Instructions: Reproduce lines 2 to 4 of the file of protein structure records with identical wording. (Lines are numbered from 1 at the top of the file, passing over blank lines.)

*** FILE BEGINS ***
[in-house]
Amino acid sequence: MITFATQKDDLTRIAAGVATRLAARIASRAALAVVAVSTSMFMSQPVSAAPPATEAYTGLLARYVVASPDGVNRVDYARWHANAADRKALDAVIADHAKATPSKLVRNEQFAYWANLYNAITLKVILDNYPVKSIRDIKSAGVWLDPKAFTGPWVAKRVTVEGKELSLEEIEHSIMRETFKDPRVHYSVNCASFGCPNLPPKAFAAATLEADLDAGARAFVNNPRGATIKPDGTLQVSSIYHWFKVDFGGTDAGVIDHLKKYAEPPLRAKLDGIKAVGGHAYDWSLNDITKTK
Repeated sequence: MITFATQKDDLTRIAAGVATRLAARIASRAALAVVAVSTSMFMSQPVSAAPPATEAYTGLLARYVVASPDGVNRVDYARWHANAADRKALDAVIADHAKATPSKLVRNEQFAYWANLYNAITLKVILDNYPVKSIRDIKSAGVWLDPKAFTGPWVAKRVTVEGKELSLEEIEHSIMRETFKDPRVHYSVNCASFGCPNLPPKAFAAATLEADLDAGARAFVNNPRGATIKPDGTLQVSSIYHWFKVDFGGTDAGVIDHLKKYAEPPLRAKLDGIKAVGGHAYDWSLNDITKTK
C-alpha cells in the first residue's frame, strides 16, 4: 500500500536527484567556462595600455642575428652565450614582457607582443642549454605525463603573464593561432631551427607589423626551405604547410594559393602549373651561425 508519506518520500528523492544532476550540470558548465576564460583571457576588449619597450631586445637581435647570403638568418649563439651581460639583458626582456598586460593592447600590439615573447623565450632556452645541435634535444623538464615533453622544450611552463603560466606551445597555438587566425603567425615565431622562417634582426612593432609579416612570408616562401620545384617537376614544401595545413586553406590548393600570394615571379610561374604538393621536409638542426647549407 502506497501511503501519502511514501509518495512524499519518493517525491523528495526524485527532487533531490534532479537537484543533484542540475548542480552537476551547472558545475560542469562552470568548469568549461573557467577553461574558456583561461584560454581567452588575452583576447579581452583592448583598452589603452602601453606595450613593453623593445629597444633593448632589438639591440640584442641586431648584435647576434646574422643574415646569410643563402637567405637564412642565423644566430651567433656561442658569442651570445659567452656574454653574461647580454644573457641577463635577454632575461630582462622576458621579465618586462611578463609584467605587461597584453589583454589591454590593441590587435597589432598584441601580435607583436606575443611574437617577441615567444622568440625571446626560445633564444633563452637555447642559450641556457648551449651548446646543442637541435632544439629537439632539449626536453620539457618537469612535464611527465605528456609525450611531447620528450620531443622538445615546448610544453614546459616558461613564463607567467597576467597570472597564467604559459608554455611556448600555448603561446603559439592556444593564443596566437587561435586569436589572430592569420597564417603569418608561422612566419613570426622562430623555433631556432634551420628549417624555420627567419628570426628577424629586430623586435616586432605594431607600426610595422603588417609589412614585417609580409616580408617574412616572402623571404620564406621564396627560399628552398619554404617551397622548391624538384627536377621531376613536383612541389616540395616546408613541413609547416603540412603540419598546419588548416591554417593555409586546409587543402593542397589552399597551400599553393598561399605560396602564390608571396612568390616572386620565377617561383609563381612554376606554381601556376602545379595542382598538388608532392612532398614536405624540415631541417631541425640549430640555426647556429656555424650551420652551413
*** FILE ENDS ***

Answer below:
Amino acid sequence: MITFATQKDDLTRIAAGVATRLAARIASRAALAVVAVSTSMFMSQPVSAAPPATEAYTGLLARYVVASPDGVNRVDYARWHANAADRKALDAVIADHAKATPSKLVRNEQFAYWANLYNAITLKVILDNYPVKSIRDIKSAGVWLDPKAFTGPWVAKRVTVEGKELSLEEIEHSIMRETFKDPRVHYSVNCASFGCPNLPPKAFAAATLEADLDAGARAFVNNPRGATIKPDGTLQVSSIYHWFKVDFGGTDAGVIDHLKKYAEPPLRAKLDGIKAVGGHAYDWSLNDITKTK
Repeated sequence: MITFATQKDDLTRIAAGVATRLAARIASRAALAVVAVSTSMFMSQPVSAAPPATEAYTGLLARYVVASPDGVNRVDYARWHANAADRKALDAVIADHAKATPSKLVRNEQFAYWANLYNAITLKVILDNYPVKSIRDIKSAGVWLDPKAFTGPWVAKRVTVEGKELSLEEIEHSIMRETFKDPRVHYSVNCASFGCPNLPPKAFAAATLEADLDAGARAFVNNPRGATIKPDGTLQVSSIYHWFKVDFGGTDAGVIDHLKKYAEPPLRAKLDGIKAVGGHAYDWSLNDITKTK
C-alpha cells in the first residue's frame, strides 16, 4: 500500500536527484567556462595600455642575428652565450614582457607582443642549454605525463603573464593561432631551427607589423626551405604547410594559393602549373651561425 508519506518520500528523492544532476550540470558548465576564460583571457576588449619597450631586445637581435647570403638568418649563439651581460639583458626582456598586460593592447600590439615573447623565450632556452645541435634535444623538464615533453622544450611552463603560466606551445597555438587566425603567425615565431622562417634582426612593432609579416612570408616562401620545384617537376614544401595545413586553406590548393600570394615571379610561374604538393621536409638542426647549407 502506497501511503501519502511514501509518495512524499519518493517525491523528495526524485527532487533531490534532479537537484543533484542540475548542480552537476551547472558545475560542469562552470568548469568549461573557467577553461574558456583561461584560454581567452588575452583576447579581452583592448583598452589603452602601453606595450613593453623593445629597444633593448632589438639591440640584442641586431648584435647576434646574422643574415646569410643563402637567405637564412642565423644566430651567433656561442658569442651570445659567452656574454653574461647580454644573457641577463635577454632575461630582462622576458621579465618586462611578463609584467605587461597584453589583454589591454590593441590587435597589432598584441601580435607583436606575443611574437617577441615567444622568440625571446626560445633564444633563452637555447642559450641556457648551449651548446646543442637541435632544439629537439632539449626536453620539457618537469612535464611527465605528456609525450611531447620528450620531443622538445615546448610544453614546459616558461613564463607567467597576467597570472597564467604559459608554455611556448600555448603561446603559439592556444593564443596566437587561435586569436589572430592569420597564417603569418608561422612566419613570426622562430623555433631556432634551420628549417624555420627567419628570426628577424629586430623586435616586432605594431607600426610595422603588417609589412614585417609580409616580408617574412616572402623571404620564406621564396627560399628552398619554404617551397622548391624538384627536377621531376613536383612541389616540395616546408613541413609547416603540412603540419598546419588548416591554417593555409586546409587543402593542397589552399597551400599553393598561399605560396602564390608571396612568390616572386620565377617561383609563381612554376606554381601556376602545379595542382598538388608532392612532398614536405624540415631541417631541425640549430640555426647556429656555424650551420652551413